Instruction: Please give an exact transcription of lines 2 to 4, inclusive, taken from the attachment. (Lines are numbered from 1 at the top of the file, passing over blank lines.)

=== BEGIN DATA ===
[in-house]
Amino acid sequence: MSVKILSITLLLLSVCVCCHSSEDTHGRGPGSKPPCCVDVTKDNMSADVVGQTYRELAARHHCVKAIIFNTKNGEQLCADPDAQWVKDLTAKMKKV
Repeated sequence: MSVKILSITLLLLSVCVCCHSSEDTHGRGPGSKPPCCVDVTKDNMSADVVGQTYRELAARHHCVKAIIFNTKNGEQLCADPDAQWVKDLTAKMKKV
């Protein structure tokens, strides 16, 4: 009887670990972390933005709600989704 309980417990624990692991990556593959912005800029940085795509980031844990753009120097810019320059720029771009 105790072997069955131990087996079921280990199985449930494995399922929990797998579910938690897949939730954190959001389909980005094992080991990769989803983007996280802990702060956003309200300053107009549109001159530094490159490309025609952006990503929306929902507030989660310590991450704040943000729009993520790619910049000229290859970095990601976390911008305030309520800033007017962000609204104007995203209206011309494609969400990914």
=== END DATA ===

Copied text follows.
Amino acid sequence: MSVKILSITLLLLSVCVCCHSSEDTHGRGPGSKPPCCVDVTKDNMSADVVGQTYRELAARHHCVKAIIFNTKNGEQLCADPDAQWVKDLTAKMKKV
Repeated sequence: MSVKILSITLLLLSVCVCCHSSEDTHGRGPGSKPPCCVDVTKDNMSADVVGQTYRELAARHHCVKAIIFNTKNGEQLCADPDAQWVKDLTAKMKKV
């Protein structure tokens, strides 16, 4: 009887670990972390933005709600989704 309980417990624990692991990556593959912005800029940085795509980031844990753009120097810019320059720029771009 105790072997069955131990087996079921280990199985449930494995399922929990797998579910938690897949939730954190959001389909980005094992080991990769989803983007996280802990702060956003309200300053107009549109001159530094490159490309025609952006990503929306929902507030989660310590991450704040943000729009993520790619910049000229290859970095990601976390911008305030309520800033007017962000609204104007995203209206011309494609969400990914």